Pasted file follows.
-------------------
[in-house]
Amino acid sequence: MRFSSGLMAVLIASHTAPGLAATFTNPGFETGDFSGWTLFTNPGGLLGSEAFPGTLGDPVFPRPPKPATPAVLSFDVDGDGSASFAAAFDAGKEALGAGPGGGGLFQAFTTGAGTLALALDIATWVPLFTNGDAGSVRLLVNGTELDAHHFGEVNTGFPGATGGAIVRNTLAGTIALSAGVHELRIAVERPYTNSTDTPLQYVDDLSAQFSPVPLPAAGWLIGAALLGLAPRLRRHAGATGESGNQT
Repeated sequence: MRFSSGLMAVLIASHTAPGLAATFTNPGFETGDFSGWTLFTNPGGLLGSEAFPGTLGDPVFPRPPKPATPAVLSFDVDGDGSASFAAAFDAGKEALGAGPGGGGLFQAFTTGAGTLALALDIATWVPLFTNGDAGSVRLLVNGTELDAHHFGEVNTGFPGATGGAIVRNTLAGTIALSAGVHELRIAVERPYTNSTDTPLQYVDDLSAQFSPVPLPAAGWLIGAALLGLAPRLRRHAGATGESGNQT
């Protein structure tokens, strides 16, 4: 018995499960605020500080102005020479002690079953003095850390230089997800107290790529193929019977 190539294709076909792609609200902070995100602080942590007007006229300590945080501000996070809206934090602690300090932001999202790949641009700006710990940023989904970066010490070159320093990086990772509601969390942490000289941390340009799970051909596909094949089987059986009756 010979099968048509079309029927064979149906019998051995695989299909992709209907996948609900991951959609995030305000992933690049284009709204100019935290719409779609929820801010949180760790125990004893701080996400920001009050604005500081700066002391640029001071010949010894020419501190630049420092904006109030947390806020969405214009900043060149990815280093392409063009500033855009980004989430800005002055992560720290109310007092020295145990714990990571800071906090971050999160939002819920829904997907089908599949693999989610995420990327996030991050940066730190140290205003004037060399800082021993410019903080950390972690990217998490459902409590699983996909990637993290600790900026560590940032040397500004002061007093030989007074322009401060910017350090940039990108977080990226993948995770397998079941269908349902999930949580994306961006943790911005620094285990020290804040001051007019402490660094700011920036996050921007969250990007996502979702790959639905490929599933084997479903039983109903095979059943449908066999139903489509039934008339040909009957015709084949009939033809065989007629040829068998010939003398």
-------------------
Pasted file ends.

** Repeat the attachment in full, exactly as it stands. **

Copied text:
[in-house]
Amino acid sequence: MRFSSGLMAVLIASHTAPGLAATFTNPGFETGDFSGWTLFTNPGGLLGSEAFPGTLGDPVFPRPPKPATPAVLSFDVDGDGSASFAAAFDAGKEALGAGPGGGGLFQAFTTGAGTLALALDIATWVPLFTNGDAGSVRLLVNGTELDAHHFGEVNTGFPGATGGAIVRNTLAGTIALSAGVHELRIAVERPYTNSTDTPLQYVDDLSAQFSPVPLPAAGWLIGAALLGLAPRLRRHAGATGESGNQT
Repeated sequence: MRFSSGLMAVLIASHTAPGLAATFTNPGFETGDFSGWTLFTNPGGLLGSEAFPGTLGDPVFPRPPKPATPAVLSFDVDGDGSASFAAAFDAGKEALGAGPGGGGLFQAFTTGAGTLALALDIATWVPLFTNGDAGSVRLLVNGTELDAHHFGEVNTGFPGATGGAIVRNTLAGTIALSAGVHELRIAVERPYTNSTDTPLQYVDDLSAQFSPVPLPAAGWLIGAALLGLAPRLRRHAGATGESGNQT
């Protein structure tokens, strides 16, 4: 018995499960605020500080102005020479002690079953003095850390230089997800107290790529193929019977 190539294709076909792609609200902070995100602080942590007007006229300590945080501000996070809206934090602690300090932001999202790949641009700006710990940023989904970066010490070159320093990086990772509601969390942490000289941390340009799970051909596909094949089987059986009756 010979099968048509079309029927064979149906019998051995695989299909992709209907996948609900991951959609995030305000992933690049284009709204100019935290719409779609929820801010949180760790125990004893701080996400920001009050604005500081700066002391640029001071010949010894020419501190630049420092904006109030947390806020969405214009900043060149990815280093392409063009500033855009980004989430800005002055992560720290109310007092020295145990714990990571800071906090971050999160939002819920829904997907089908599949693999989610995420990327996030991050940066730190140290205003004037060399800082021993410019903080950390972690990217998490459902409590699983996909990637993290600790900026560590940032040397500004002061007093030989007074322009401060910017350090940039990108977080990226993948995770397998079941269908349902999930949580994306961006943790911005620094285990020290804040001051007019402490660094700011920036996050921007969250990007996502979702790959639905490929599933084997479903039983109903095979059943449908066999139903489509039934008339040909009957015709084949009939033809065989007629040829068998010939003398």